a good reputation soon finds that he
has none left to mortgage.
ROUSSEAU LEAVES TODAY
FOR SHAWNEE MEETING
Rc\. G. J. Rousseau, pastor of the
First Baptist church, leaves today for
Shawnee to attend the country
church conference of the Baptist
church in Oklahoma.
The purpose of this meeting is to
obtain better conditions in the rural
districts of the state, according to
Rev. Rousseau. Subjects will be dis-
cussed that will bear on the improve-
ment of the rural communities and
A number of prominent Baptists
from all over the United States will
be at the meeting and take part in
the discussion, he said.
Fortunes are not made by loafing
on the street corners and making
suggestive remarks about women
who pass by. But reputations arc
of a kind.
\re the moral* of this natio.. in a
late of rapid decline? One is in-
clined to tlrnk so, from the mass of
disgusting details served up daily by
the city newspapers. The city cir-
culation of today depends to a con
sulcrable extent upon the amount of
•ensationalism the editor can crowd
had control of a great number of'into hi. pages. Legitimate news ar-
these outfit - and that when they dug tides are the last to be read.
Bargains for Thursday
Here are some specials which arrived too late tor
Dollar Day—Take advantage of them on Thursday.
Quilt Cotton and
Three pound Cotton Bat, quilt size, a roll.
Outing Flannel, 7 1-2 yards for
Raven Wood Stock Farm
Five hundred eighty acres, 200 acres bottom land,
balance ijr;is- Two cood houses, fine barn, 46x60
l'ive milt- hog fence, rural phone, modern conven-
Quick sale, 40.00 per acie, 58,000 cash, balance 10
years, 6 per cent.
106 South Peters Phone 59
First Showing of
To be sure of good quality—
good style—good fit—good
service and fair prices buy
AT THIS STORE
These are clothes that express the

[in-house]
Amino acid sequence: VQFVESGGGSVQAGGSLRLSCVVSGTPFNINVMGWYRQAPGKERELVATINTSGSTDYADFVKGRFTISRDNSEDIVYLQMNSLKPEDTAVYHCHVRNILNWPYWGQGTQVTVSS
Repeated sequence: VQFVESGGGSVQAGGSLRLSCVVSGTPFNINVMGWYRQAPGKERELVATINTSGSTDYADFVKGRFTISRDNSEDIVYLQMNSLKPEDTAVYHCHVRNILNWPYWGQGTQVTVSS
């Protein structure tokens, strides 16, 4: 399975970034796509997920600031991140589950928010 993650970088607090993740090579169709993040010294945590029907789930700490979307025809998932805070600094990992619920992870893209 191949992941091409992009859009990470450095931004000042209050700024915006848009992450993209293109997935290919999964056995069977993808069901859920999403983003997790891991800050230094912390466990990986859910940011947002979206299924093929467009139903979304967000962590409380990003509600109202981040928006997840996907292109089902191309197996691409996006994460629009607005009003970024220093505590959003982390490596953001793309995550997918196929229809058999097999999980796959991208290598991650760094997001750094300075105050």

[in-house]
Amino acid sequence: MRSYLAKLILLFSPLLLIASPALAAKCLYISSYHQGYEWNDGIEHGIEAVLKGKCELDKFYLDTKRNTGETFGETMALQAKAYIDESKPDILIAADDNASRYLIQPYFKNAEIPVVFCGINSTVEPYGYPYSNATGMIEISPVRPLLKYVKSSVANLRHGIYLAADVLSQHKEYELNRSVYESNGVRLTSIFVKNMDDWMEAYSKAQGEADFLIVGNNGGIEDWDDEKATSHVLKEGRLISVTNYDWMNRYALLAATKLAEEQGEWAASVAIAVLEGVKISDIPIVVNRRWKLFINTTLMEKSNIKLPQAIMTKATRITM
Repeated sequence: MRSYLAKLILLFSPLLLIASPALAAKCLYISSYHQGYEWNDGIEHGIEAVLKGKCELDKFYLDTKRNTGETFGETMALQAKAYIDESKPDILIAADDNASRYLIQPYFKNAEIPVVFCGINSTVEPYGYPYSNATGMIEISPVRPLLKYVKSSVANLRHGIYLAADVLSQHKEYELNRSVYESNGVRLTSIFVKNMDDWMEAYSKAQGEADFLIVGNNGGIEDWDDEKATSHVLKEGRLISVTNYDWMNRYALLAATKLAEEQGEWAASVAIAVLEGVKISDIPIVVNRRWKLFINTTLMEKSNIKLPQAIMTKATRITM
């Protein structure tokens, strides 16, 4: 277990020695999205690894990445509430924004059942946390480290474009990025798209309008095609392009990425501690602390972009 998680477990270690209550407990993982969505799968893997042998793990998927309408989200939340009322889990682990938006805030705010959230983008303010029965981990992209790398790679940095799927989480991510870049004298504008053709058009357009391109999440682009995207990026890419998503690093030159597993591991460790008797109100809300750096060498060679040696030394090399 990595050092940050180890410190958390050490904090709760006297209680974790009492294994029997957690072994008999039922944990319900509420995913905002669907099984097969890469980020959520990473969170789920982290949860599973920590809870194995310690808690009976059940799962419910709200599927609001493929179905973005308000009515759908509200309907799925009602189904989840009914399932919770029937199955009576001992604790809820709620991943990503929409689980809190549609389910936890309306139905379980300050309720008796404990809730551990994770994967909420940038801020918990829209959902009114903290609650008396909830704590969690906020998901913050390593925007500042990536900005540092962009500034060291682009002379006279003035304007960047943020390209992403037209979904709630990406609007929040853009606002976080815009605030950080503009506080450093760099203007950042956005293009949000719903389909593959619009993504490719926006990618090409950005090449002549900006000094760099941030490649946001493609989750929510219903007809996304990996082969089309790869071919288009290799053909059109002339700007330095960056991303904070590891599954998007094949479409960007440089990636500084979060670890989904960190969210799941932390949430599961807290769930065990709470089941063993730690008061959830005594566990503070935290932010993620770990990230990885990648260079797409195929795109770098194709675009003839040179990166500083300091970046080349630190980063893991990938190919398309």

well garbed prosperous spirit that goes
so well with Spring.
We promise satisfaction and we give
it; we make good. Should not this offer
of fair dealing interest you?
These are really unusual Spring Suits.
For Men and Young Men.
E. 15. Kimberlin
125 East Main
This New Tear Oo Tour
Washing the New Electric Way
This year don't be at the mercy of your
laundress—don't find yourself with your
hands bound if the laundress fails to show
up. End laundry worries forever, as thous-
ands of housewives have done, by using an
Electric Washing Machine
Compare the way—compare the work—
of. the. old. hand, rubbing washboard
method and this new, modern, easy way.
The cost for electricity is but a few cents—
the saving on your clothes alone soon pays
for the cost of the washer.
See the Electric Washer at any dealer's.
Oklahoma Gas & Electric Company
FRANK CARDER. Manager.
Credit Dont s
Character is the Basis of Credit
DON' T buy anything on credit unless prepared to
pay promptly when due.
DON'T agree to pay within thirty days and take
DON 1 break your promise to pay an obligation.
I )ON 1 fail to advise your creditor if it is impossi-
ble to pay as agreed, and give the rea-
DON'T overlook an opportunity to improve your
credit record, for it follows you wher-
ever you go, and it good, gives you pres"
tige in the community.
IK.O \ ' eglect your accounts in such a manner
that it is necessary for you to seek
credit, but be one of the many whose
accounts are solicited by the mer-
Norman Retailer's Association
In Co-Operation With
CHAMBER OF COMMERCE
A Maxwell is 9H' metal, and the very best metal that
metallurgists can specify. Pound for pound it equals
the metal in any car built.
The Maxwell is made of light-weight but strong
They had to be light because the mission of the
Maxwell is economical transportation.
They had to be strong because the K .axvvdi is built
to carry just as heavy " passenger load over the same
roads and at the same sp ,1 as any car, despite its
price or size.
Any engineer will tell you that in getting that rare
combination of strength with lightness high prices
must be paid for the metals.
Their use, however, repays the makers ol the
Maxwell in many ways because each car each clay is
Today these friendship:., c;pressed in terms of cars,
are well on the road to 400,000.
You cannot go back of these numbers any more
than you can go back of the fi'ct that the tin rises
in the morning.
They tell the -lory; and it's largei
the Maxwell is made of hue metal
d it's large; 1 story of what
IIOLTZSCHUE MOTOR CAR CO.
117-119 West Main
.■'4" , 4'f |K A \
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The Daily Transcript (Norman, Okla.), Vol. 7, No. 284, Ed. 1 Tuesday, March 2, 1920, newspaper, March 2, 1920; Norman, Oklahoma. (gateway.okhistory.org/ark:/67531/metadc114286/m1/3/: accessed February 23, 2019), The Gateway to Oklahoma History, gateway.okhistory.org; crediting Oklahoma Historical Society.